ANGRY residents have told the Environment Agency to come clean over how many Canvey pumping stations were out of action during last Sunday’s storm.
As many as 200 homes were hit by flooding, which turned roads into rivers and caused thousands of pounds in damage.
Residents claim problems with Canvey’s pumping stations, and the Environment Agency’s failure to repair them quickly enough, condemned many homes and businesses to greater damage.
Initially, the Environmental Agency said the island’s 13 pumps were off for only 12 minutes after a power cut caused by lightning.
However, it has finally admitted the station at Croppenburg, off Orrmo Road, was off for two hours.
Now residents claim they have evidence the pumping station was not working for much longer – and that the pumps at May Avenue were also off for longer than 12 minutes.
The pumps are designed to move water that settles within the basin of the island out over the seawall.
The pumps are meant to be operated 24 hours a day, seven days a week, and are automatically triggered by a rise in water levels Barbara Johnson, 55, of Holbeck Road said: “When we went to the seawall at 6.30pm on Sunday to Croppenburg, the Environment Agency had just got there.
“Engineers explained they had just come from MayAvenue. After Croppenburg, they went to the one at St Anne’s.
“Someone is going to have to sue them. It’s the only way we are going to get the truth. The engineers said to us there were only ten engineers in the whole of Essex on call from the Environment Agency.
“They said they had come from South Woodham and Chelmsford.
The traffic was completely gridlocked and they couldn’t get on the island.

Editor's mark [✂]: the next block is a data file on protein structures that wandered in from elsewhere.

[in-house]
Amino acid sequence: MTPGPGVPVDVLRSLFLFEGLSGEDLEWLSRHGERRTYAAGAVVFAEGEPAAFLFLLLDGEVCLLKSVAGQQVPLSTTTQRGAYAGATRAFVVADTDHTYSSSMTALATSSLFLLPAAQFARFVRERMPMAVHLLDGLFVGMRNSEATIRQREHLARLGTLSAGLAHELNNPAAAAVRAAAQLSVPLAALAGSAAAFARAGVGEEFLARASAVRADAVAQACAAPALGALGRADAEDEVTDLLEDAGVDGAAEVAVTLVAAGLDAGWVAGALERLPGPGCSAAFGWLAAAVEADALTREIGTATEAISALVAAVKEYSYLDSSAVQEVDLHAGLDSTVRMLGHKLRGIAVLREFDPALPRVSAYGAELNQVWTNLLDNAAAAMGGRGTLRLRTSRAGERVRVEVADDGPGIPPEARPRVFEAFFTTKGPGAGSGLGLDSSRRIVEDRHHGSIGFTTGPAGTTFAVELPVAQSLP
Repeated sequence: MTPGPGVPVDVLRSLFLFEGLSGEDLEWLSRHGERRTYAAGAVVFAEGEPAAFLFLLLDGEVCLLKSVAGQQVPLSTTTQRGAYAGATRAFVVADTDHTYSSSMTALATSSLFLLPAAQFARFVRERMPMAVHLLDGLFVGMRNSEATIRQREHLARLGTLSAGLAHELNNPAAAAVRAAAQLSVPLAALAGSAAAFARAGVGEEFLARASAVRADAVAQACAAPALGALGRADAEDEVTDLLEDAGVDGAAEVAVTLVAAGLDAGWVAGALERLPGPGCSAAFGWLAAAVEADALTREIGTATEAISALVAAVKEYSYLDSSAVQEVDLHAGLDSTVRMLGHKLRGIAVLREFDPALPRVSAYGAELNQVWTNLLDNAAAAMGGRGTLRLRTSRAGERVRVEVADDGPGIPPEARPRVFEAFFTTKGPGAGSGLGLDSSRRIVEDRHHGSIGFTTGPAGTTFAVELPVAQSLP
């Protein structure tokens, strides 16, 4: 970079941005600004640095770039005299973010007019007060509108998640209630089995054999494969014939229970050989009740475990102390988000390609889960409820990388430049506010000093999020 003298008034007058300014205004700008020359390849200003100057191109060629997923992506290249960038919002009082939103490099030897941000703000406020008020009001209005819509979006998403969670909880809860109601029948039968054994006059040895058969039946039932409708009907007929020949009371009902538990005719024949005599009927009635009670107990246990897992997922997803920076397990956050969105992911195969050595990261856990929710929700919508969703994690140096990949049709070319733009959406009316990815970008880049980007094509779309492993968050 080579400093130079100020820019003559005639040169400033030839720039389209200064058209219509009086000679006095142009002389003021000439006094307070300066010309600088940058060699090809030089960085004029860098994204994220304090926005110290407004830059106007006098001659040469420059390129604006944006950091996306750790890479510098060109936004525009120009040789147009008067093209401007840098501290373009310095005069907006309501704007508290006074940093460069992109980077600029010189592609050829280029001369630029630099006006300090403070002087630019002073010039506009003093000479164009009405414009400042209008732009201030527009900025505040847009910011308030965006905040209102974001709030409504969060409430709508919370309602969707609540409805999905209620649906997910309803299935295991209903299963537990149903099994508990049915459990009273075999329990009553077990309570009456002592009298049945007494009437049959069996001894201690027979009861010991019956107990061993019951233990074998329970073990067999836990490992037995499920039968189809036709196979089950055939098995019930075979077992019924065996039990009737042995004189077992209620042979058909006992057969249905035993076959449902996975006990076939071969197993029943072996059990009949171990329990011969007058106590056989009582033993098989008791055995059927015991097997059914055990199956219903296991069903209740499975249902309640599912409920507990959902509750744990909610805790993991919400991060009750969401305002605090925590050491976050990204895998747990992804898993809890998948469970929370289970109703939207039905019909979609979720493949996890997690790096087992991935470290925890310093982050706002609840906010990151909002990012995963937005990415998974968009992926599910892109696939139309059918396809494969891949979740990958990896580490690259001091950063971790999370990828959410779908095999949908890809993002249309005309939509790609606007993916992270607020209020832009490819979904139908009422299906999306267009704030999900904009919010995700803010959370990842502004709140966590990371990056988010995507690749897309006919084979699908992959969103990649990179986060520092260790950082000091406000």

“We only moved back in January after the last flooding. I find it totally unacceptable.”
Retired engineer and neighbour Chris Harvey, 62, of Holbeck Road, went to the stations at Croppenburg and May Avenue during the storm to see what was going on. He said: “The major pumping station at Croppenburg was out for four hours and others which needed to be restarted after an earlier power failure were also out for as long.
“In addition, one pump was already under repair at the time of the flood. Canveywas, in effect, left with very little pumping capacity – and not for the first time.”
“They had to reset pumps in MayAvenue and they had to come on to the island to reset the Leigh Beck pumps.
“I know the pumps were not working after the power outage.
“It takes residents to raise the alarm to get a man from God knows where to push a reset button.
All the while, hundreds of homeowners look on at the water getting higher and higher.”
Mr Harvey called Anglian Water at about 2pm that day, telling them the pumps were not working.
He said: “They called back at around 3pm and confirmed that.
They said the Environment Agency told them the pumps were not running.”
The Environment Agency said: “We are currently investigating the event in detail and will be submitting our report to Essex County Council.”